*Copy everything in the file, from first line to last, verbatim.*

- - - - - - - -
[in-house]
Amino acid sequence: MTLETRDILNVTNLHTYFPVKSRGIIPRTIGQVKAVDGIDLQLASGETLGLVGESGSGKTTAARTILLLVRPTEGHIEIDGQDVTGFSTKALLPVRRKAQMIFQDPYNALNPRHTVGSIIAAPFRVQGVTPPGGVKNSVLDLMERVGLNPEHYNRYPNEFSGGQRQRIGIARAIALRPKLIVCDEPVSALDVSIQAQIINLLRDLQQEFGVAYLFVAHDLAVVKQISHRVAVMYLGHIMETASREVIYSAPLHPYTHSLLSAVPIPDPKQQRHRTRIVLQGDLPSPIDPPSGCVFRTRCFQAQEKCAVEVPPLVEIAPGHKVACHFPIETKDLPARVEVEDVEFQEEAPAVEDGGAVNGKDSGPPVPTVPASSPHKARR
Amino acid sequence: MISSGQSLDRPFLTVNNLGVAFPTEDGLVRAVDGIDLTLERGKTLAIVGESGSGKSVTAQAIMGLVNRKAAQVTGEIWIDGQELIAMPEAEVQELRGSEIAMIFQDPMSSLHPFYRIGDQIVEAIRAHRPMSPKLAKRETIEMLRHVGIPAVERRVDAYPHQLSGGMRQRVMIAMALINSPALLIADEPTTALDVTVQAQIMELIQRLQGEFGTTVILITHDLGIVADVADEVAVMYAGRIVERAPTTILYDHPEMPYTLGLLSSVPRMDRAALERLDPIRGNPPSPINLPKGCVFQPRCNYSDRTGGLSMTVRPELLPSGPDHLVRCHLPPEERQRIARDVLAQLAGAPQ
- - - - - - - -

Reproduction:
[in-house]
Amino acid sequence: MTLETRDILNVTNLHTYFPVKSRGIIPRTIGQVKAVDGIDLQLASGETLGLVGESGSGKTTAARTILLLVRPTEGHIEIDGQDVTGFSTKALLPVRRKAQMIFQDPYNALNPRHTVGSIIAAPFRVQGVTPPGGVKNSVLDLMERVGLNPEHYNRYPNEFSGGQRQRIGIARAIALRPKLIVCDEPVSALDVSIQAQIINLLRDLQQEFGVAYLFVAHDLAVVKQISHRVAVMYLGHIMETASREVIYSAPLHPYTHSLLSAVPIPDPKQQRHRTRIVLQGDLPSPIDPPSGCVFRTRCFQAQEKCAVEVPPLVEIAPGHKVACHFPIETKDLPARVEVEDVEFQEEAPAVEDGGAVNGKDSGPPVPTVPASSPHKARR
Amino acid sequence: MISSGQSLDRPFLTVNNLGVAFPTEDGLVRAVDGIDLTLERGKTLAIVGESGSGKSVTAQAIMGLVNRKAAQVTGEIWIDGQELIAMPEAEVQELRGSEIAMIFQDPMSSLHPFYRIGDQIVEAIRAHRPMSPKLAKRETIEMLRHVGIPAVERRVDAYPHQLSGGMRQRVMIAMALINSPALLIADEPTTALDVTVQAQIMELIQRLQGEFGTTVILITHDLGIVADVADEVAVMYAGRIVERAPTTILYDHPEMPYTLGLLSSVPRMDRAALERLDPIRGNPPSPINLPKGCVFQPRCNYSDRTGGLSMTVRPELLPSGPDHLVRCHLPPEERQRIARDVLAQLAGAPQ